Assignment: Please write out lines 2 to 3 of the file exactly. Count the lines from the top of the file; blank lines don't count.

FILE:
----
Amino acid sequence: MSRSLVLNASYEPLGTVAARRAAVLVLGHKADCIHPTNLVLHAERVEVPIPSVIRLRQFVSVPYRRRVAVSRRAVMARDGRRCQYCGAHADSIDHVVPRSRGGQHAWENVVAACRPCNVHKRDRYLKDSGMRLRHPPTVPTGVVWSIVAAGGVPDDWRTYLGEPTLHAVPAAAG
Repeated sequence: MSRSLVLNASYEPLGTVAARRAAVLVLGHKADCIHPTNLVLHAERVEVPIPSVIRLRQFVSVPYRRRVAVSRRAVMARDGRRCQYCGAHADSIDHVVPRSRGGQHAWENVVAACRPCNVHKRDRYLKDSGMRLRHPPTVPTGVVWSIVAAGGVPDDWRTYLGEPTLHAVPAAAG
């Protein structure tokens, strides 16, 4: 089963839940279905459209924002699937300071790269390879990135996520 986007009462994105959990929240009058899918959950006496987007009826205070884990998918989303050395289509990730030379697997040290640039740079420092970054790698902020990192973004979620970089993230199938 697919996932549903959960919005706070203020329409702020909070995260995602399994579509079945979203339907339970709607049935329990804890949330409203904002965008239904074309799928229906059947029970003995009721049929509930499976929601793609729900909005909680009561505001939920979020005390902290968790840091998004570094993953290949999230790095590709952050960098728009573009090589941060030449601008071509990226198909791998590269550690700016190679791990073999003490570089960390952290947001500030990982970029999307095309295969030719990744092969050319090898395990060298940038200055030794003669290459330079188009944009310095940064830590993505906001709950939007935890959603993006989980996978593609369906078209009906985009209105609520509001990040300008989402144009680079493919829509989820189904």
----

Repeated sequence: MSRSLVLNASYEPLGTVAARRAAVLVLGHKADCIHPTNLVLHAERVEVPIPSVIRLRQFVSVPYRRRVAVSRRAVMARDGRRCQYCGAHADSIDHVVPRSRGGQHAWENVVAACRPCNVHKRDRYLKDSGMRLRHPPTVPTGVVWSIVAAGGVPDDWRTYLGEPTLHAVPAAAG
């Protein structure tokens, strides 16, 4: 089963839940279905459209924002699937300071790269390879990135996520 986007009462994105959990929240009058899918959950006496987007009826205070884990998918989303050395289509990730030379697997040290640039740079420092970054790698902020990192973004979620970089993230199938 697919996932549903959960919005706070203020329409702020909070995260995602399994579509079945979203339907339970709607049935329990804890949330409203904002965008239904074309799928229906059947029970003995009721049929509930499976929601793609729900909005909680009561505001939920979020005390902290968790840091998004570094993953290949999230790095590709952050960098728009573009090589941060030449601008071509990226198909791998590269550690700016190679791990073999003490570089960390952290947001500030990982970029999307095309295969030719990744092969050319090898395990060298940038200055030794003669290459330079188009944009310095940064830590993505906001709950939007935890959603993006989980996978593609369906078209009906985009209105609520509001990040300008989402144009680079493919829509989820189904």